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Amcu’s Joseph Mathunjwa has a strong message for Siba...

Business Maverick

PAY DEMANDS ANALYSIS

Amcu’s Mathunjwa has a strong message for Sibanye ahead of wage talks

Amcu president Joseph Mathunjwa. (Photo: Gallo Images / Business Day / Freddy Mavunda)

Amcu president Joseph Mathunjwa has a message for Sibanye-Stillwater ahead of wage talks with the company’s platinum unit: after four meetings if there is no deal in sight, the union will call a dispute.

The last big round of wage talks in the platinum group metals (PGMs) sector kicks off next week between the Association of Mineworkers and Construction Union (Amcu) and Sibanye-Stillwater. Amcu on Tuesday signed a five-year wage agreement with Impala Platinum (Implats), a deal that was reached with no strike. Both the broad terms and the lack of a strike or even a dispute mirrored the pact that was recently agreed with Anglo American Platinum (Amplats).  

The Sibanye talks may not be as smooth sailing. Mathunjwa regards Sibanye and its CEO, Neal Froneman, with transparent hostility. If there is a mining company that still presses his buttons, it’s Sibanye. 

For one thing, the agreements that have been reached begin on 1 July — an unprecedented state of affairs in the PGM sector. In the past, wage pacts have usually been reached months after the previous ones expired.  

Sibanye-Stillwater employees affiliated to Amcu and the NUM protest at the mine’s stadium on 9 May 2022 in Driefontein, South Africa. (Photo: Gallo Images / City Press / Tebogo Letsie)

“We wanted to start early with them but they [Sibanye] said no, we want to start when the agreements end,” Mathunjwa said after the signing ceremony in Johannesburg with Implats.  

“That is sheer arrogance … it’s the sheer arrogance of the Sibanye CEO, he just wants to be different,” he said.  

You can kind of see where this is going. The shape of a pear comes to mind.   

Mathunjwa went on to say that there would not be “a marathon, like in gold”. Amcu joined its former archrival, the National Union of Mineworkers (NUM), in a recent three-month strike at Sibanye’s gold mines, which came after several months of often intense talks. 

“I think four meetings will be enough,” he said. “Then we declare a dispute. It’s as simple as that. Or we reach an agreement.”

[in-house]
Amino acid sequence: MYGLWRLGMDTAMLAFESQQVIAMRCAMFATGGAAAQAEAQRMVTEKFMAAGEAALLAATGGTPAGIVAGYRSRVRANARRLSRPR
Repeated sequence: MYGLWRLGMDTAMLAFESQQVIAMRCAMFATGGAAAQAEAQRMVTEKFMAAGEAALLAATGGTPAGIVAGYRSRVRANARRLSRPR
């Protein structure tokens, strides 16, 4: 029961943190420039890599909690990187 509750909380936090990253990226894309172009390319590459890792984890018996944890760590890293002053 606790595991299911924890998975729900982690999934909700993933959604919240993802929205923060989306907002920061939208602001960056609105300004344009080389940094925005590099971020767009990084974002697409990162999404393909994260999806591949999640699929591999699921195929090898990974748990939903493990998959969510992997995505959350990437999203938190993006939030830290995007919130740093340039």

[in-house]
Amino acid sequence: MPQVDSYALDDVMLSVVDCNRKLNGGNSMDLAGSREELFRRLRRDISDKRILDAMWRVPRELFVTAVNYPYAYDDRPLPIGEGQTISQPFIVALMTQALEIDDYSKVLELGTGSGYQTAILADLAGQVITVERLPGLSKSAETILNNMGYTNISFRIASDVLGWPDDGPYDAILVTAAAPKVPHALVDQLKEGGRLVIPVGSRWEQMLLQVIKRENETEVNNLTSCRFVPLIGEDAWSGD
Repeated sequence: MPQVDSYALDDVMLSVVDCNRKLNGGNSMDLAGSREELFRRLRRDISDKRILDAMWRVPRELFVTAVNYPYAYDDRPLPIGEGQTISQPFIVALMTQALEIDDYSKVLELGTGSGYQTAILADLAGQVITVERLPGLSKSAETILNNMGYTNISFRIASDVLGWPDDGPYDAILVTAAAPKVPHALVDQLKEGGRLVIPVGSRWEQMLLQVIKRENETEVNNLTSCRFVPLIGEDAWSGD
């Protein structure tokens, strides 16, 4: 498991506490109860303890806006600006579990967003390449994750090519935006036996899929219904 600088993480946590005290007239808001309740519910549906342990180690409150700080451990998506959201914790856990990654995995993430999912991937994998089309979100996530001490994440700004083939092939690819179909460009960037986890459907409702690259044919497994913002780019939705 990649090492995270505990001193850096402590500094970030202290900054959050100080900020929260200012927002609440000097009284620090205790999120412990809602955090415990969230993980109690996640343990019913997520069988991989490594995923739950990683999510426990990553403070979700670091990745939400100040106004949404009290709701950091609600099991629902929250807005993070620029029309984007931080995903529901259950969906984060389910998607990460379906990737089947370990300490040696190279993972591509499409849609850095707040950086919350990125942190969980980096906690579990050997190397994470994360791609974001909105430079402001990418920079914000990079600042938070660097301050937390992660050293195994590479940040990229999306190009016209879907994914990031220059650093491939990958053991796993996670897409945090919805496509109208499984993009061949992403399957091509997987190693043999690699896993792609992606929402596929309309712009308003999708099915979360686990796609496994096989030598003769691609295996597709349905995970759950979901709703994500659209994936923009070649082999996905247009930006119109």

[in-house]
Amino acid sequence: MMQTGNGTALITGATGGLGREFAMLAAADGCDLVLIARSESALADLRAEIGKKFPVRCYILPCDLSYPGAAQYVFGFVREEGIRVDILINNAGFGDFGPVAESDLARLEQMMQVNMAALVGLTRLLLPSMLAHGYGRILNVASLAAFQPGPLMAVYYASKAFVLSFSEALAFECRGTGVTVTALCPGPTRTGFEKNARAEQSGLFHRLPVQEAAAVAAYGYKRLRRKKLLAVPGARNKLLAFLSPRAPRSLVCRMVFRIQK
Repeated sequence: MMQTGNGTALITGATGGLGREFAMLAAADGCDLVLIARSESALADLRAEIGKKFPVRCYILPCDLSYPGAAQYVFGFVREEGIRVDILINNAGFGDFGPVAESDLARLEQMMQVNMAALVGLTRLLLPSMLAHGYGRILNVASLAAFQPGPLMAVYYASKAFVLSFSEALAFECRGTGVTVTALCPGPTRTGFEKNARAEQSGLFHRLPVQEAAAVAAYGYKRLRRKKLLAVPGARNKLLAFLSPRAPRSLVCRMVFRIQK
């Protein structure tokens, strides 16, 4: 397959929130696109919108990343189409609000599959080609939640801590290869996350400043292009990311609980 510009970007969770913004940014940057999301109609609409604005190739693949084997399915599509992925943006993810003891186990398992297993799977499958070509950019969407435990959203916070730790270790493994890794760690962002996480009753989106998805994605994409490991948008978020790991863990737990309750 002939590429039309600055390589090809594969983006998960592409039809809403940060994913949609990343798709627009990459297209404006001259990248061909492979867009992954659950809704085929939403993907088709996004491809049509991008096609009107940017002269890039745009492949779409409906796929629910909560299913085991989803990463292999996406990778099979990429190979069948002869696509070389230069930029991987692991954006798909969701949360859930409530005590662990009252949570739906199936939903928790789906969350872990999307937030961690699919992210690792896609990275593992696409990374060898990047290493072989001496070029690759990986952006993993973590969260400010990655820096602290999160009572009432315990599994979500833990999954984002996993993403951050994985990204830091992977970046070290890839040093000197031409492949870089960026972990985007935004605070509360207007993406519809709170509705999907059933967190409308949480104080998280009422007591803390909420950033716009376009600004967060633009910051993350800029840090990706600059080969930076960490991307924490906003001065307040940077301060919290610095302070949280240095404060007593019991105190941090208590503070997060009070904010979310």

Mathunjwa said that with the other PGM producers, from the first meeting it was clear that things were moving in the right direction.  

This does not mean that a Sibanye platinum strike is inevitable. Surging inflation at the moment may fuel worker demands, but a rising cost of living also raises the costs of downing tools.  

And essentially, a template has been established that Amcu members will probably want to follow. The full details of the Implats deal remain unclear, but the company and the union said in a joint statement that “it is in line with current mining inflation of 6.5% and considers the sustained inflationary pressures faced by employees”. 

Business Maverick reported exclusively in May that Amcu’s original demand to Sibanye from its Marikana members was for a pay hike of close to 40% in just the first year. 

That was based on a demand for a minimum monthly wage of R20,000 for the lowest-paid workers, who currently earn about R14,500 a month in basic pay, plus further cash and other benefits. Mathunjwa said the demands were now “almost the same” as they sought from the other PGM producers.  

Will Sibanye follow the lead of its peers? That will depend on what it calculates to be the potential profits from the operations and various other metrics. Like its peers, the company has posted record profits of late, though PGM prices currently are well down from their recent lofty heights.  

And Mathunjwa seems back in his old colourful form, working the crowd of Amcu members who attended the signing ceremony with singing, dancing and prayers. 

Both Mathunjwa and Froneman are not shy to speak their minds. If nothing else, the next round of wage talks in the PGM sector look set to be more interesting than what we have seen this year with the other big producers. DM/BM

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